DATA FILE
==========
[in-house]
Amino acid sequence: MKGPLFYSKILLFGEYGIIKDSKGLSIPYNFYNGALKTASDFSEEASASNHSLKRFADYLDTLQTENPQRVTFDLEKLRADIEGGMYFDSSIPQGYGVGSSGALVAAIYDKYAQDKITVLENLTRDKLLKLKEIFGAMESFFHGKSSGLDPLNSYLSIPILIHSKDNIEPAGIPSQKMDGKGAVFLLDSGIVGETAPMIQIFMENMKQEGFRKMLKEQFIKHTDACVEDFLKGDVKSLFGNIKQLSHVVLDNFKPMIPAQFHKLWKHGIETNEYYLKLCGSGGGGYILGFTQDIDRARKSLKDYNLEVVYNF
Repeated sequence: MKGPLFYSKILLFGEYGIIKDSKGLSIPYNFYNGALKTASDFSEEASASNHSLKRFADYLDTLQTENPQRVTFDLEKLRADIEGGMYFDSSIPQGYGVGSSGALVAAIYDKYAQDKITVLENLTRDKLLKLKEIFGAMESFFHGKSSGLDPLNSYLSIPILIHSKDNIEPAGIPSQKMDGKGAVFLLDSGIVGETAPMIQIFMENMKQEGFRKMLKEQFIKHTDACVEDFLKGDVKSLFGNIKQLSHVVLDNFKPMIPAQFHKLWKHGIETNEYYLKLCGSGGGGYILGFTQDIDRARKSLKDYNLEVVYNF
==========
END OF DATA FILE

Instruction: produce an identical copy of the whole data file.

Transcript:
[in-house]
Amino acid sequence: MKGPLFYSKILLFGEYGIIKDSKGLSIPYNFYNGALKTASDFSEEASASNHSLKRFADYLDTLQTENPQRVTFDLEKLRADIEGGMYFDSSIPQGYGVGSSGALVAAIYDKYAQDKITVLENLTRDKLLKLKEIFGAMESFFHGKSSGLDPLNSYLSIPILIHSKDNIEPAGIPSQKMDGKGAVFLLDSGIVGETAPMIQIFMENMKQEGFRKMLKEQFIKHTDACVEDFLKGDVKSLFGNIKQLSHVVLDNFKPMIPAQFHKLWKHGIETNEYYLKLCGSGGGGYILGFTQDIDRARKSLKDYNLEVVYNF
Repeated sequence: MKGPLFYSKILLFGEYGIIKDSKGLSIPYNFYNGALKTASDFSEEASASNHSLKRFADYLDTLQTENPQRVTFDLEKLRADIEGGMYFDSSIPQGYGVGSSGALVAAIYDKYAQDKITVLENLTRDKLLKLKEIFGAMESFFHGKSSGLDPLNSYLSIPILIHSKDNIEPAGIPSQKMDGKGAVFLLDSGIVGETAPMIQIFMENMKQEGFRKMLKEQFIKHTDACVEDFLKGDVKSLFGNIKQLSHVVLDNFKPMIPAQFHKLWKHGIETNEYYLKLCGSGGGGYILGFTQDIDRARKSLKDYNLEVVYNF